During World War II, Bulgaria joined forces with Nazi Germany. Prior to, and following this alignment with the Axis Powers, Bulgaria enacted several laws that imposed restrictions on the Jewish community, such as requirements to wear a yellow Star of David, confiscatory taxation of property and income, and compulsory labour in public construction works. There were also some active pro-Nazi organizations, which even attempted to replicate the “Night of Broken Glass”. The introduction of antisemitic legislation, in combination with continuous attempts to restrict the rights of the Bulgarian Jews and to organise their deportation to concentration camps, also drove resistance movements across the country. Several prominent members of the Bulgarian intelligentsia, social actors and political and religious leaders publicly expressed their solidarity with the Jews. Such efforts, eventually prevented the deportation of Bulgarian Jews to concentration camps.
Bulgarian anti-Jewish legislation was also extended to the Yugoslav and Greek provinces (i.e. the Yugoslav Macedonia, the Eastern Macedonia and Thrace) occupied by Bulgaria. These developments significantly affected the daily lives of non-Bulgarian Jews in these territories, who were also subject to arbitrary restrictions imposed on the non-Bulgarian populations living in occupied regions. Unlike Bulgarian Jews, the great majority of non-Bulgarian Jews in these regions were deported to extermination camps. While statistics vary from source to source, it is estimated that over 11,300 Yugoslav and Greek Jews were sent to Treblinka extermination camp in Poland in March 1943. Not one of them survived.1
During this period, several Bulgarian women supported and even saved Bulgarian and non-Bulgarian Jews, putting themselves at risk of arrest and detention. Among those was Nadežda Vasileva (Надежда Василева, 1891-n.a.). Nadežda Vasileva was born in 1891 at Nikopol, Northern Bulgaria. She lost her parents at a very young age and Jewish families raised her. She became a nurse. In March 1943, she was living at Lom, a port city where Jews from the occupied Greek provinces were transferred en route to Treblinka camp. Nadežda Vasileva provided assistance to these people. Her testimony is available thanks to the letters she sent to the Jewish Scientific Institute in 1947. Aim of these letters was to bear witness on the conditions under which Greek Jews were held. These letters are available at the State Archives of Bulgaria.2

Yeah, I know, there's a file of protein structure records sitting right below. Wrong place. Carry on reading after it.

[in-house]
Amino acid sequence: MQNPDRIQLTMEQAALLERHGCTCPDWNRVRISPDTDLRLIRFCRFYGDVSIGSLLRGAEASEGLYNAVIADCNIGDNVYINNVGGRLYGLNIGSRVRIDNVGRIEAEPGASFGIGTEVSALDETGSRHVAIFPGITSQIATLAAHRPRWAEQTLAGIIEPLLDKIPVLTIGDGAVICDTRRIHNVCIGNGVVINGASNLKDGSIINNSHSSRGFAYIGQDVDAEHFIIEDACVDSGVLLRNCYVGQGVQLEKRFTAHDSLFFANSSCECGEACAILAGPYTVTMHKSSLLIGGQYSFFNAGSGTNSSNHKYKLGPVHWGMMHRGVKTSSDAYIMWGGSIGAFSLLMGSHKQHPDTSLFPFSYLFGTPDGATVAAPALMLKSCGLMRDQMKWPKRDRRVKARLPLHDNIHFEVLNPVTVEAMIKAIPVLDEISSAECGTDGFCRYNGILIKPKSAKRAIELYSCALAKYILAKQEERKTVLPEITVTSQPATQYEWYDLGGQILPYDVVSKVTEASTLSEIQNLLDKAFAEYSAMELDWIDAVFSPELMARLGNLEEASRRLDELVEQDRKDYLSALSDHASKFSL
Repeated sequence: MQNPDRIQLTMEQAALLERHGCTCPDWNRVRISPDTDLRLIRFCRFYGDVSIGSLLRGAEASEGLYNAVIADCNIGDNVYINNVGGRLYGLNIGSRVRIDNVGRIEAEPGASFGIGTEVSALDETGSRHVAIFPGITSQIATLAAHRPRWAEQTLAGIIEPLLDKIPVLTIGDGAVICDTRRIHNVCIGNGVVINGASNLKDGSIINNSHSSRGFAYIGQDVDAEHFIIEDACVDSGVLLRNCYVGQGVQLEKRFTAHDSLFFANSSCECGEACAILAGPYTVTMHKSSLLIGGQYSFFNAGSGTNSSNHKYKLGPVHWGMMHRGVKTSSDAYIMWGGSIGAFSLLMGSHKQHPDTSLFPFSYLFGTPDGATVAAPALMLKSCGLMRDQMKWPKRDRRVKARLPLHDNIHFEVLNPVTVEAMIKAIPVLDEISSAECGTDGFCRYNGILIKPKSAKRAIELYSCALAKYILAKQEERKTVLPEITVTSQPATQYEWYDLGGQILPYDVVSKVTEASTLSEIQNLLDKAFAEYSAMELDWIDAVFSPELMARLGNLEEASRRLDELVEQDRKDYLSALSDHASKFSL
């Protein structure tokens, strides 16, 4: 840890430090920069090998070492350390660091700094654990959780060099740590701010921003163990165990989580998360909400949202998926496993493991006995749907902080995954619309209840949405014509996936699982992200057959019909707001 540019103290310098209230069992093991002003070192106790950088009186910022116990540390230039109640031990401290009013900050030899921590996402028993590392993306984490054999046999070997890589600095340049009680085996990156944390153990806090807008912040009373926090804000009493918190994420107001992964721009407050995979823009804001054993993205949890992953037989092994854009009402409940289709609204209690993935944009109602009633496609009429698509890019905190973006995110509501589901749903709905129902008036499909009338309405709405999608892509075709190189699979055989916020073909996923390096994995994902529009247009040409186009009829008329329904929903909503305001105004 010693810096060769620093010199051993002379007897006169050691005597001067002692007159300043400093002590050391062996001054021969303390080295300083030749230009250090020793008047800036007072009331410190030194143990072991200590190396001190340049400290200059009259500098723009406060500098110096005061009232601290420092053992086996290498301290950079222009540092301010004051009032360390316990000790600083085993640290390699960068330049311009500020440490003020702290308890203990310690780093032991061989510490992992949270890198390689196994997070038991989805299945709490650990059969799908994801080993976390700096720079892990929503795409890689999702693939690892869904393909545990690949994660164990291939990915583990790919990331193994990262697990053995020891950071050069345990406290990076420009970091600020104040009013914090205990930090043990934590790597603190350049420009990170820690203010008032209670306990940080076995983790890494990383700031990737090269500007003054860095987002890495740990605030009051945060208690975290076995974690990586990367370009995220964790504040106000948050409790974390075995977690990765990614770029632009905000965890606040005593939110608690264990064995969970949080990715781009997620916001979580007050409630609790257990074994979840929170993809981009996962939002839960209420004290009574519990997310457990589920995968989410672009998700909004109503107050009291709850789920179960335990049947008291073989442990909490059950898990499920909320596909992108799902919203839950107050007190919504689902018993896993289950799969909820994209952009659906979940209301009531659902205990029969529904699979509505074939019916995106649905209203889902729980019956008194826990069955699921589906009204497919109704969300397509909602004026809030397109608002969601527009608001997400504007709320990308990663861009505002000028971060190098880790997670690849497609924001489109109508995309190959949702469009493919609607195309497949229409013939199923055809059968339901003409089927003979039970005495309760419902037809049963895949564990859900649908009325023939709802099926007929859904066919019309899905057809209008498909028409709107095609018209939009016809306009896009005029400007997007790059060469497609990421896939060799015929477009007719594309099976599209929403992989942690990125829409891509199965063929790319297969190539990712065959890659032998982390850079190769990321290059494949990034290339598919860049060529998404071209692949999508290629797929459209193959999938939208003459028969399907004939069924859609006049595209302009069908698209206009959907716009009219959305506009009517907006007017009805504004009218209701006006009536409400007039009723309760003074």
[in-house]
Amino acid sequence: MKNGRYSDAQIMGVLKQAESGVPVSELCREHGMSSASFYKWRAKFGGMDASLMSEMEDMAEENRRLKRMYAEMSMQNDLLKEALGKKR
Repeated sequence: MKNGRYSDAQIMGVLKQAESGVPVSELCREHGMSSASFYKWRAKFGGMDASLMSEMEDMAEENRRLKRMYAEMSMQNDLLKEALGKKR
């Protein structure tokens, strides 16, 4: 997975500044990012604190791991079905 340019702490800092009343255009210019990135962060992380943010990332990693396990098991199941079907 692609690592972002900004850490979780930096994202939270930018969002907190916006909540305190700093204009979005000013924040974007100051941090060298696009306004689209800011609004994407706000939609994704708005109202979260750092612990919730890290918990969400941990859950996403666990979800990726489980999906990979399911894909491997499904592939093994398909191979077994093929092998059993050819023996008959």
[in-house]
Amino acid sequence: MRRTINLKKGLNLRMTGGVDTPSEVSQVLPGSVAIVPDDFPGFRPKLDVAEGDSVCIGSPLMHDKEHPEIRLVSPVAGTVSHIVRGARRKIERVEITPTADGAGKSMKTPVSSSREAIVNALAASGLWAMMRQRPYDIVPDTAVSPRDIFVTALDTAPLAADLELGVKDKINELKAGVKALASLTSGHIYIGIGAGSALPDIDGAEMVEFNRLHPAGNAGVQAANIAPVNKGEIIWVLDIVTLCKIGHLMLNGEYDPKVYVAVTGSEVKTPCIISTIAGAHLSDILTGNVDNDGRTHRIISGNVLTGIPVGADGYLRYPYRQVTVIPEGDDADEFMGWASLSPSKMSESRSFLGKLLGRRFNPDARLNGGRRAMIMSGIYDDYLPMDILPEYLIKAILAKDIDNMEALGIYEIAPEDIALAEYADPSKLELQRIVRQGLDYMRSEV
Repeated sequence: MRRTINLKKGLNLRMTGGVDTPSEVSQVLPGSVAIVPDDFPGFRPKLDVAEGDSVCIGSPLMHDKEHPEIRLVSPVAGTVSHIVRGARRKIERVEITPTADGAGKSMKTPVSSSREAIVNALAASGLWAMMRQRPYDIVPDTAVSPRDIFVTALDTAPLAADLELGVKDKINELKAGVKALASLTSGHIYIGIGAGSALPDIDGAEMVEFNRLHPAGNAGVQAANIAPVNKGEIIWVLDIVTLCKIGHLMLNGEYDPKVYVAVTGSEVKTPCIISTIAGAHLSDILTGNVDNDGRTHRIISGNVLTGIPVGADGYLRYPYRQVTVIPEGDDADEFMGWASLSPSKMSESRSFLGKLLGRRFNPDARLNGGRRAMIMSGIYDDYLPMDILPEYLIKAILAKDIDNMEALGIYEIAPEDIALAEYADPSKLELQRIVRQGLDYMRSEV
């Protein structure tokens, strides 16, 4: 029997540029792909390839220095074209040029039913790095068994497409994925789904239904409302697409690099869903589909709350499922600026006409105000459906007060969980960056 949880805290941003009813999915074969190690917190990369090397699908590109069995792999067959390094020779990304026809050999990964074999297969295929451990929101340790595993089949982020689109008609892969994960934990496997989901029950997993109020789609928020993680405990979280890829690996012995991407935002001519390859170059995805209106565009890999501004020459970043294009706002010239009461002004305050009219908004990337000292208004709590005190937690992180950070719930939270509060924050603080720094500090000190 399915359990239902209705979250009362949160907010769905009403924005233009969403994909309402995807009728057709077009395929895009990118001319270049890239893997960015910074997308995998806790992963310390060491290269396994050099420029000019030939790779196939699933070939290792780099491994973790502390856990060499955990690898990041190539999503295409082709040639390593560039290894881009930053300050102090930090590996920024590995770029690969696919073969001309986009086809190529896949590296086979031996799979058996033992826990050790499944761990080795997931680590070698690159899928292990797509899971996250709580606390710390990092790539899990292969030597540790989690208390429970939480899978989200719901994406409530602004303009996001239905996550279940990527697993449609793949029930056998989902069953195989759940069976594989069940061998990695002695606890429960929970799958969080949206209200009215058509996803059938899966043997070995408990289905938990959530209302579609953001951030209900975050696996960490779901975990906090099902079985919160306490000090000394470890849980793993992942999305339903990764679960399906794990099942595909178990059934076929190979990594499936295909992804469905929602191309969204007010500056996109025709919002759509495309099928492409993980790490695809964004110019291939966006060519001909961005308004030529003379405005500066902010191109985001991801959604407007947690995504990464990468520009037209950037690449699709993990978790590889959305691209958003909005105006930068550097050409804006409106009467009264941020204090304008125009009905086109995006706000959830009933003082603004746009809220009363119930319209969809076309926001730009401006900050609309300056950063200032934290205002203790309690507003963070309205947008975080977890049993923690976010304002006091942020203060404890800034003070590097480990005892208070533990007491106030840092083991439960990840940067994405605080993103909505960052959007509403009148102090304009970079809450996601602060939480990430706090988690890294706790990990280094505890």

I would like to present the dramatic events I experienced at the port and the railway station during the deportation operation of the Jews from the Aegean and Thrace to Germany via Lom during spring 1943. […]
During the beginning, or the end of March, one day between March 15 and March 20, 1943, it was Monday I remember, I visited my neighbour Ms. Penka Vouko Ivoseva […] When she brought me a glass of water she told me “Nadka the last three days I do not want to go to the kitchen. I cannot stand to watch all these that are currently happening. I can’t stand listening to the calls for help from the Jews who are located in the overcrowded train wagons, awaiting the steamboats that will transfer them to Germany”. I left the water glass on the table, without drinking any water, and I went into the next room from where I could see the Danube river. It was heart-breaking. I could see people’s hands who were crammed into cattle wagons and were crying for help in three languages: in Bulgarian, Turkish and Jewish: “Can’t anyone give us some water?” I could understand what they were saying, as when I was a child I had Jewish friends. […]
What I saw and what I heard brought to my memory my childhood. Everything around me went dark and when I regained consciousness, I took a big water jug and several cups with me and rushed out towards the cattle wagons. The guards and the police officers stopped me. They raised their weapons and they told me: “Go back, otherwise we are going to shoot. You will die like a dog”. I looked into their eyes and I told them: “Don’t you have a family? Don’t you have children? […] Kill me, I don’t care, but leave me first to give them some water.. Aren’t you humans? Don’t you have any feelings? How could you leave them three days and three nights without water? […]“.3